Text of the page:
FIG. 4 shows an embodiment of the command to timing block 50 according to an embodiment of the present invention wherein the voltage saturation characteristics of the plant transfer function are held constant by scaling 72 and limiting 74 the acceleration command 44 relative to the resistance R 76 of the voice coil 34. In conventional VCM control systems the supply voltage is typically allowed to limit the response. However, since the supply voltage varies substantially and rapidly, the supply voltage becomes a source of variation in performance, therefore the typical control system is designed with extra margin to avoid supply voltage limits. By implementing a limit that is held constant, the control system can use the entire range of actuation, including saturation, with predictable and repeatable characteristics, thereby allowing precompensation to be adjusted without regard to supply voltage amplitude. In one embodiment, the VCM coil 34 can be adjusted to compensate for the lower saturation voltage by rewinding the voice coil 34 with fewer turns, ensuring that plant maximum performance can still be achieved (and may actually increase plant performance). The resistance R 76 of the voice coil 34 may be estimated using any suitable technique, such as the technique disclosed in the above-identified co-pending patent application entitled “DISK DRIVE EMPLOYING SEEK TIME VCM IR VOLTAGE CALIBRATION FOR VELOCITY CONTROL OF AN ACTUATOR ARM”.

In the embodiment of FIG. 4, the thresholds of limit 74 are computed as ±(Imax·R), where Imax is a predetermined maximum current flowing through the voice coil 34. Also in the embodiment of FIG. 4, the output of the limit 74 can be adjusted (via adder 78) relative to a back EMF voltage 80 across the voice coil 34. The output of adder 78 is then used to compute 82 the Tforward and Treverse time intervals applied to a PWM generators timers block 84. The PWM generators timers block 84 is responsive to a T_CYCLE counter 86 which generates the PWM cycle time, a FREQ counter 85 adjusted in response to a magnitude of the supply voltage 37, and a ripple control block 88 for adjusting the Tdead time interval (see the above-identified co-pending patent application entitled “DISK DRIVE CONTROLLING RIPPLE CURRENT OF A VOICE COIL MOTOR WHEN DRIVEN BY A PWM DRIVER”).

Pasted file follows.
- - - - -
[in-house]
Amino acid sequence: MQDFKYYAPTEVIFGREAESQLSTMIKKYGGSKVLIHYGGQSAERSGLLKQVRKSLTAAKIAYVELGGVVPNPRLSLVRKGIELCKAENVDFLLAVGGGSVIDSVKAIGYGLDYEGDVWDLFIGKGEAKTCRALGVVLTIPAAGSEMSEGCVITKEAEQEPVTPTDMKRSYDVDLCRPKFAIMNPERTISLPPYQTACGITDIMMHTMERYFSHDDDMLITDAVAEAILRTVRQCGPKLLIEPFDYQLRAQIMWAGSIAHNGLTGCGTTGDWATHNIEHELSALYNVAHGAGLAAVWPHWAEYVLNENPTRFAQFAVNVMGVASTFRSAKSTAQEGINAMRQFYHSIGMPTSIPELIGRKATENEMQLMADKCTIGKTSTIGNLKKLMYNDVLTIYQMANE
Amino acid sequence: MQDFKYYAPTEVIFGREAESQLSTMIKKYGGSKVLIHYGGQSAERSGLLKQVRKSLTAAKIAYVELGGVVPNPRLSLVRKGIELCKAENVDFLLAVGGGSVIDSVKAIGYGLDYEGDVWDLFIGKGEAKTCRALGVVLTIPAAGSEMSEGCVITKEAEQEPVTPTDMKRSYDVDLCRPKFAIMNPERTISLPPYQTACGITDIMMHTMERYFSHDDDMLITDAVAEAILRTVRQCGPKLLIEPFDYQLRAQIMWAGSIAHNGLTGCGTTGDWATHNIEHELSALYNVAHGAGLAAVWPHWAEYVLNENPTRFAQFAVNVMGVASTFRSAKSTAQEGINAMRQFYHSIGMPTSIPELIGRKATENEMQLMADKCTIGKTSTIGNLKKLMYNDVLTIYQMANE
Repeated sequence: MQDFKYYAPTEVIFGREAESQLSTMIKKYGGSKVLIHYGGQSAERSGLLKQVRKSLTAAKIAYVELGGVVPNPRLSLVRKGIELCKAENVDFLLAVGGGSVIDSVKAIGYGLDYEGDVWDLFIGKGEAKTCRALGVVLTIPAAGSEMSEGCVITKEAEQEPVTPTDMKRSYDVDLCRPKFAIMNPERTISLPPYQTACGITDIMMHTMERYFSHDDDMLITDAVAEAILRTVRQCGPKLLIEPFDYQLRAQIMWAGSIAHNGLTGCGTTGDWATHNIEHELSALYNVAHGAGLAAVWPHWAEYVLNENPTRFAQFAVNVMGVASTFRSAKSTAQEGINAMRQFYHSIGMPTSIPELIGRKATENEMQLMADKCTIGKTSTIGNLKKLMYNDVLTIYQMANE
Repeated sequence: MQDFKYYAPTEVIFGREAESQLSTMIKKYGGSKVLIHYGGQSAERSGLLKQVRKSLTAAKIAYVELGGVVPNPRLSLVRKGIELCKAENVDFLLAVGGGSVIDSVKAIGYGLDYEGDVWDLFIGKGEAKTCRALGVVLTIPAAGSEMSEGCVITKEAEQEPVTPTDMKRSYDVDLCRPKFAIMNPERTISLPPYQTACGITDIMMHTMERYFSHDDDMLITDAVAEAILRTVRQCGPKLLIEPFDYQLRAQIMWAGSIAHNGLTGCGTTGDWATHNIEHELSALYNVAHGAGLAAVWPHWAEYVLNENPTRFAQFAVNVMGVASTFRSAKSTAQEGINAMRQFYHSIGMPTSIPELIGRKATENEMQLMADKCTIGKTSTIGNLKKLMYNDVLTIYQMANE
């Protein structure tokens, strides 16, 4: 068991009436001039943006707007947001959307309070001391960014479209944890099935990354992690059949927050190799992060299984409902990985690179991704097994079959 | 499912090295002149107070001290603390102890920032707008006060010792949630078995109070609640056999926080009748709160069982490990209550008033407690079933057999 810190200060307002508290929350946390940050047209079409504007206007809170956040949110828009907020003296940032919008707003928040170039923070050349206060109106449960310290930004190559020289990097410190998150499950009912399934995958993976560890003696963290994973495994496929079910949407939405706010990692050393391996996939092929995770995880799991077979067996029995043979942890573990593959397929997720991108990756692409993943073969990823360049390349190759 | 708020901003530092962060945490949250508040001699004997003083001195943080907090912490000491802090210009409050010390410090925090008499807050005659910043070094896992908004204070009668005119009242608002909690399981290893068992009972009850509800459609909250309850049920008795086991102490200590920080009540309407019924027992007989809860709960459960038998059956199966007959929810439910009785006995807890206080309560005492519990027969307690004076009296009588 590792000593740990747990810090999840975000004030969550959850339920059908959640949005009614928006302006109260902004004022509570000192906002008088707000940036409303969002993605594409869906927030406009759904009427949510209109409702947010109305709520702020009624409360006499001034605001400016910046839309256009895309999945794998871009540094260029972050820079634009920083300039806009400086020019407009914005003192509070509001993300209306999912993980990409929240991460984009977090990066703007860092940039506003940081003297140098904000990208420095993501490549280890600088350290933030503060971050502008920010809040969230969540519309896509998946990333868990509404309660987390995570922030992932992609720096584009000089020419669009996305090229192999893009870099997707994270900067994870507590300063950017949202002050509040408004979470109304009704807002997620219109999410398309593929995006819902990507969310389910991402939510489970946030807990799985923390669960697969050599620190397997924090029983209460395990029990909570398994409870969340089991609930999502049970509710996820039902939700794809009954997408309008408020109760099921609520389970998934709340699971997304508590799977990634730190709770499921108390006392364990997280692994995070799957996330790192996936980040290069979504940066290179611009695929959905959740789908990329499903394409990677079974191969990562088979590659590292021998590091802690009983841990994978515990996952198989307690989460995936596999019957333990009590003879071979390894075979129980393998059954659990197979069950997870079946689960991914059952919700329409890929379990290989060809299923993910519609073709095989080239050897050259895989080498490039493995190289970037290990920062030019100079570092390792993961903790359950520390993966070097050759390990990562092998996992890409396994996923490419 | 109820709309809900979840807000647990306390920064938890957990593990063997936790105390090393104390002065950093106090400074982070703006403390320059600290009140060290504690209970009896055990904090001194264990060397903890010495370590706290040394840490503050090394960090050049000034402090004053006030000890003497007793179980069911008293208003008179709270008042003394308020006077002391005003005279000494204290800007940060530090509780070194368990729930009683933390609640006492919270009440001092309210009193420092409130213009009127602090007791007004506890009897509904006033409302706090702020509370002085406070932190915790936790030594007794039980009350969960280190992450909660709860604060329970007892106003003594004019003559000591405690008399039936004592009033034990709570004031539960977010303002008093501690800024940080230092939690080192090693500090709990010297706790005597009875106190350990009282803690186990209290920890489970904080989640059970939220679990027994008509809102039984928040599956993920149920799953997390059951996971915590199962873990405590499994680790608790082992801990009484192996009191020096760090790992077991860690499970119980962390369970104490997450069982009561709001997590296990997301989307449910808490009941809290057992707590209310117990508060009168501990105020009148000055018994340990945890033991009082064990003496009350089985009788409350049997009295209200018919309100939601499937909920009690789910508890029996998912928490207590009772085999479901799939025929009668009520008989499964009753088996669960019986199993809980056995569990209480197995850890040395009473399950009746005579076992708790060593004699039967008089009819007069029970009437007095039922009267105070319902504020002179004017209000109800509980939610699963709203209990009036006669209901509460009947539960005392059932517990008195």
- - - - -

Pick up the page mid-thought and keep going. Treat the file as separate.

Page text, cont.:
Another significant source of variation is the torque constant Kt of the VCM 32 which can vary by several percent over the travel range of the head 30. FIG. 5 shows an embodiment of the command to timing block 50 according to an embodiment of the present invention wherein the acceleration command 44 is further scaled 72 relative to a torque constant Kt 90 of the VCM 32, and the thresholds of limit 74 are computed as ±(Imax·R/Kt). This accounts for changes in the torque constant Kt 90 due to voice coil magnetic structure position dependencies and temperature drift, thereby allowing the control system to be designed with the assumption that the acceleration command 44 will produce proportional motion acceleration. In one embodiment, the voice coil 34 is rewound to nominally 30% lower voltage so that the same force is generated at less than full duty cycle (70%), leaving adequate voltage headroom for thermal resistance measurements, back EMF voltages, etc.

Patent Citations
Cited PatentFiling datePublication dateApplicantTitle
US4160216Jan 16, 1978Jul 3, 1979Thornton Barry WApparatus for eliminating on-off transitional gain variations in class ab, b and c active element amplifiers
US4541039Jan 25, 1984Sep 10, 1985Venus Scientific Inc.Magnetically modulated d-c to d-c forward converter power supply
US4764856May 28, 1987Aug 16, 1988U.S. Philips CorporationPower-supply arrangement
US4791544Mar 17, 1988Dec 13, 1988Veeco InstrumentsRegulating control for single-ended switching power supply
US4809150Jan 27, 1988Feb 28, 1989Electric Power Research Institute, Inc.DC to DC converter with feed forward and feed back regulation